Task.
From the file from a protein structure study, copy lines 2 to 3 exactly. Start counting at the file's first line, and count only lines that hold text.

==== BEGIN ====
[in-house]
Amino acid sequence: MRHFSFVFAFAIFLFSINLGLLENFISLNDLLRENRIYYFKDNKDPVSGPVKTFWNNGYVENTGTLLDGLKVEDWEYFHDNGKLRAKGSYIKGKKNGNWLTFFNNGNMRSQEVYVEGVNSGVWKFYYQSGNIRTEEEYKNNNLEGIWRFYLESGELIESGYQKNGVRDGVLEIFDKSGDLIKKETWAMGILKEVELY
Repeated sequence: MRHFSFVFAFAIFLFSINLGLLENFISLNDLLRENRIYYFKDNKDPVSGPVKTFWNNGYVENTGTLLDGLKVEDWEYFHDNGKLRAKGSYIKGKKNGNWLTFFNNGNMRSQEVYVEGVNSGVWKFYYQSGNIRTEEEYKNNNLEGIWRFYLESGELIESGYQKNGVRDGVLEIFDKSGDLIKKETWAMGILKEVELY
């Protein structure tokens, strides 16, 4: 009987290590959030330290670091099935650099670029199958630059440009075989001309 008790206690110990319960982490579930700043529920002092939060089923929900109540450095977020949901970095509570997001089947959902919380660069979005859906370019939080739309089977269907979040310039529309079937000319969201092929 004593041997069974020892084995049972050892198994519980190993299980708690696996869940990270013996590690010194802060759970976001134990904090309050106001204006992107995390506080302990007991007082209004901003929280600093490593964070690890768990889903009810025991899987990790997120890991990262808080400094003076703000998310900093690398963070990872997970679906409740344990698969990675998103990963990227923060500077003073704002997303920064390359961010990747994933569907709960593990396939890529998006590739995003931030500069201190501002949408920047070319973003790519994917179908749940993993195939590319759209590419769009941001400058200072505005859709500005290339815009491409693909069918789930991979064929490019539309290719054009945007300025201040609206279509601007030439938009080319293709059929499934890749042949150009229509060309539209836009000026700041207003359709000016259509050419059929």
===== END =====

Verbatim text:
Amino acid sequence: MRHFSFVFAFAIFLFSINLGLLENFISLNDLLRENRIYYFKDNKDPVSGPVKTFWNNGYVENTGTLLDGLKVEDWEYFHDNGKLRAKGSYIKGKKNGNWLTFFNNGNMRSQEVYVEGVNSGVWKFYYQSGNIRTEEEYKNNNLEGIWRFYLESGELIESGYQKNGVRDGVLEIFDKSGDLIKKETWAMGILKEVELY
Repeated sequence: MRHFSFVFAFAIFLFSINLGLLENFISLNDLLRENRIYYFKDNKDPVSGPVKTFWNNGYVENTGTLLDGLKVEDWEYFHDNGKLRAKGSYIKGKKNGNWLTFFNNGNMRSQEVYVEGVNSGVWKFYYQSGNIRTEEEYKNNNLEGIWRFYLESGELIESGYQKNGVRDGVLEIFDKSGDLIKKETWAMGILKEVELY